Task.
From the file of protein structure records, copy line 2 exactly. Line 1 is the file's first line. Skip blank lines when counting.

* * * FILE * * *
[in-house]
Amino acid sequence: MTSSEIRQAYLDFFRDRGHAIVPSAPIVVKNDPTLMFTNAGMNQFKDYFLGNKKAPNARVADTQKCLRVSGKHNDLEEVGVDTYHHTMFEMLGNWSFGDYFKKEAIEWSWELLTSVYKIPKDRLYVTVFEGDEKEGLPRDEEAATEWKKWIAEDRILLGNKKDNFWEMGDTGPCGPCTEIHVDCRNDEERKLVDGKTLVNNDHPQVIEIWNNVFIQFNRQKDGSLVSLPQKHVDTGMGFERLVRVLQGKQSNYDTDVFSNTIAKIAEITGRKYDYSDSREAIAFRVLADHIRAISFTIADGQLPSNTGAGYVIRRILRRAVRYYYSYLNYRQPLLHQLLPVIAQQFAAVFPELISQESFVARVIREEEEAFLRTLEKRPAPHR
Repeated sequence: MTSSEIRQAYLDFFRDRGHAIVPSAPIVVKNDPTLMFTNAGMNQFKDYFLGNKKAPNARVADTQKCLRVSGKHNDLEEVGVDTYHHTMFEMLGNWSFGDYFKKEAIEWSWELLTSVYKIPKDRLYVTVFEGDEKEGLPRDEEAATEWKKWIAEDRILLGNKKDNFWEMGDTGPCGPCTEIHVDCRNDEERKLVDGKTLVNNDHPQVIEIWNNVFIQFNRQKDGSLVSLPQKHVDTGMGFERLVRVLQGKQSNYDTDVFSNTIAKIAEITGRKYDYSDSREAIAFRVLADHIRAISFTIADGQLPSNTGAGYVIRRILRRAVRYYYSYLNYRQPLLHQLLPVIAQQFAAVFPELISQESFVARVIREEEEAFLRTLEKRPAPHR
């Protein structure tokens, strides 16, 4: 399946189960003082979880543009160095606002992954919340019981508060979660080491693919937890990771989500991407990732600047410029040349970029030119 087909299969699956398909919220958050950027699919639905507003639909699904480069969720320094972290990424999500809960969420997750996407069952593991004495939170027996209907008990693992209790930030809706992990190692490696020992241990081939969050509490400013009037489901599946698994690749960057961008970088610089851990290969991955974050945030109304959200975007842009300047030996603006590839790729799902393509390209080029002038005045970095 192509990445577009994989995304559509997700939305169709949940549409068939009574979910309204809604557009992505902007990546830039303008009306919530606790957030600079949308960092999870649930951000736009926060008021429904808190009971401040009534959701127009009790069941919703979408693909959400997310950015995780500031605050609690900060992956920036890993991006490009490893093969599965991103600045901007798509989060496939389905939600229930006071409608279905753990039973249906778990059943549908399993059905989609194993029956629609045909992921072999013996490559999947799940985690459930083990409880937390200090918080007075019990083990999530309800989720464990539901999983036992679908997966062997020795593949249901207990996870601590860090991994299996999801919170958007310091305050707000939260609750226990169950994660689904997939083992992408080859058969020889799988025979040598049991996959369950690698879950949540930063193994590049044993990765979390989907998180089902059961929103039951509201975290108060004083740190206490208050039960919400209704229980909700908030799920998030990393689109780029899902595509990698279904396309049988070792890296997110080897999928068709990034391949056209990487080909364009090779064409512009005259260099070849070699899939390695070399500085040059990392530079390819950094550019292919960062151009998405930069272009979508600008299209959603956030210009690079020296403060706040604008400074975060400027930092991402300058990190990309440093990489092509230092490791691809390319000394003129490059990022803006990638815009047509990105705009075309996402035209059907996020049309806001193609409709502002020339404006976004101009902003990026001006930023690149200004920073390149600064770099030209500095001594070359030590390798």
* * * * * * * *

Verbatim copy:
Amino acid sequence: MTSSEIRQAYLDFFRDRGHAIVPSAPIVVKNDPTLMFTNAGMNQFKDYFLGNKKAPNARVADTQKCLRVSGKHNDLEEVGVDTYHHTMFEMLGNWSFGDYFKKEAIEWSWELLTSVYKIPKDRLYVTVFEGDEKEGLPRDEEAATEWKKWIAEDRILLGNKKDNFWEMGDTGPCGPCTEIHVDCRNDEERKLVDGKTLVNNDHPQVIEIWNNVFIQFNRQKDGSLVSLPQKHVDTGMGFERLVRVLQGKQSNYDTDVFSNTIAKIAEITGRKYDYSDSREAIAFRVLADHIRAISFTIADGQLPSNTGAGYVIRRILRRAVRYYYSYLNYRQPLLHQLLPVIAQQFAAVFPELISQESFVARVIREEEEAFLRTLEKRPAPHR